Flamboyant character made a big noise in town


Today, if you wanted to rub shoulders with prominent thinkers, writers and entertainers, you’d probably try to wangle an invitation to one of Arianna Huffington’s salons at her Brentwood mansion.

In the early 1900s, however, you’d head to the home of Charles Fletcher Lummis in what is now Highland Park.

Lummis, a prolific writer, champion of the Southwest and, for a while, Los Angeles’ head librarian, played host to some of the biggest movers and shakers of his time, including humorist Will Rogers, naturalist John Muir, attorney Clarence Darrow and composer John Philip Sousa.


During the first decade of the 20th century, his home was an epicenter of cultural activity, according to Mark Thompson, author of “American Character: The Curious Life of Charles Fletcher Lummis.” Lummis was the editor of an influential magazine called Out West and welcomed budding writers and artists into his home. He also ran three organizations out of his house: the Sequoya League, which supported Indians’ rights; the Landmarks Club, which restored Spanish missions; and the Southwest Society, which created the Southwest Museum.

Lummis also knew how to throw a good party. He called his gatherings “noises,” and plied guests with food, music, singing and lively discussion.

And if his celebrations sometimes held the whiff of scandal — rumors about seances and orgies circulated but were never proved, according to Thompson — that made them even more popular.

But perhaps the biggest draw of all was the charismatic, flamboyant Lummis himself. One friend, David Starr Jordan, who was the first president of Stanford University, described Lummis as a human geyser, “bubbling with enthusiasm.” Lummis also had many outrageous exploits to share, which his guests were doubtless eager to hear.

Lummis gained fame in 1884 at age 25 when he walked from Cincinnati to Los Angeles after being hired as a reporter for the Los Angeles Times, then called the Los Angeles Daily Times. During his trek, he became influenced by Southwest culture, and his attire grew more outlandish. He left Ohio wearing a white flannel shirt and a wide-brimmed hat; he arrived in L.A. with a sombrero and a stuffed coyote around his neck, according to Thompson. He later wrote a book about his cross-country adventures, “A Tramp Across the Continent,” one of his 16 books.

Once Lummis began reporting for The Times, he worked himself into exhaustion. In 1887, he suffered from an apparent stroke that left him partially paralyzed on his left side. He decided that the only way to “recuperate” was to “go to the wilderness and live outdoors till I’m well,” he later wrote. He headed to New Mexico, where he spent his days “breaking wild horses and riding all day over the plains holding his rifle in his one good hand, shooting jack rabbits,” said Thompson.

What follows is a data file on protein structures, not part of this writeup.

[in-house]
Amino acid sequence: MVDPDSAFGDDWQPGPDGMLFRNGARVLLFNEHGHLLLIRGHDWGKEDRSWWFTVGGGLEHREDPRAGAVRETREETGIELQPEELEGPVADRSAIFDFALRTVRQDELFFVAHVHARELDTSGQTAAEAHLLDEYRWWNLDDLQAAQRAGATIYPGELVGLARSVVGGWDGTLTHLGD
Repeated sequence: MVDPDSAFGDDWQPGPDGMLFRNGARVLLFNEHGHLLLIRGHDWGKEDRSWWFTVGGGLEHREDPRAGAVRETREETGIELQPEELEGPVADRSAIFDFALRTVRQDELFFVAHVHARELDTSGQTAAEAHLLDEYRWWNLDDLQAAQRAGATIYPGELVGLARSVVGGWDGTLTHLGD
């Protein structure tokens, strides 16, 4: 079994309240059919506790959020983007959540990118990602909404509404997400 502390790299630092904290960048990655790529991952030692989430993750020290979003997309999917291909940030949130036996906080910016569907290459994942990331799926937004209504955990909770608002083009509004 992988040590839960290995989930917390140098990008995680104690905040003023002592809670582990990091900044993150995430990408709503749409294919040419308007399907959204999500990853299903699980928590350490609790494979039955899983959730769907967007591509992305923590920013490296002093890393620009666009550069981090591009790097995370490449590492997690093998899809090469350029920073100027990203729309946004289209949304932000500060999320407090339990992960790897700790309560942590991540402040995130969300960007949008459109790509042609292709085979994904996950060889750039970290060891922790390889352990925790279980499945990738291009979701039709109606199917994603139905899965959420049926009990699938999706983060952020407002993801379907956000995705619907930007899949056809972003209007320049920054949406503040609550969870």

This unconventional “cure” worked; Lummis’ paralysis cleared up. He eventually returned to Los Angeles to edit Land of Sunshine, a new magazine promoting the West. (The periodical was renamed Out West.)

In 1895 Lummis bought a three-acre plot of land for himself, his wife, Eve, and their two small children in the Arroyo Seco that would become his home and the site of his “noises.”

He called the house El Alisal, Spanish for “place of the sycamore” in honor of the some 30 sycamore trees on the property. He built the concrete and rock home, which boasted a circular 30-foot tower, almost solely by himself, lugging boulders from the arroyo for the exterior walls.

By January 1899, Lummis had finished the main room of the house, the 28-by-16-foot “museo” —- a combination living room/exhibition hall. It took him until 1904 to finish the bulk of the rest of the house; later he added two small guest houses.

The slow pace of construction never slowed the partying, however.

Every March, Lummis threw a big bash he called the annual meeting of the Order of the Mad March Hares in honor of anyone born during the same month he was. (His birthday was March 1.) “He served rabbit stew, and they all sang a special song called ‘The March Hare Hymn,’ ” said Thompson.

Even more elaborate gatherings were Lummis’ “mock trials.” When a dignitary visited town, Lummis would accuse him of “the High Misdemeanor of ‘Not Knowing an Old California Good Time When You See It.’ ” Guests were invited to witness the trial, and when it was over, Lummis would pronounce the luminary “Not Guilty, Come Again.” The group was then treated to dinner and music from a resident troubadour or visiting musician.

Lummis had an appropriate outfit for every occasion, including a set of “party buckskins” and a suede riding costume from Jalisco, Mexico, with bellbottom trousers that were so tight “his children wondered how he managed to get them on,” Thompson said.

Although Lummis lived in the house until his death in 1928, the parties grew more infrequent after 1910. Lummis and Eve divorced, and his personal and professional life hit some rough patches, said Thompson.

Today, however, anyone can visit El Alisal, which is a museum that also houses the Historical Society of Southern California. The society is restoring the front doors of the home because they have deteriorated over time. Many a guest has walked through those doors, and the society wants to keep it that way.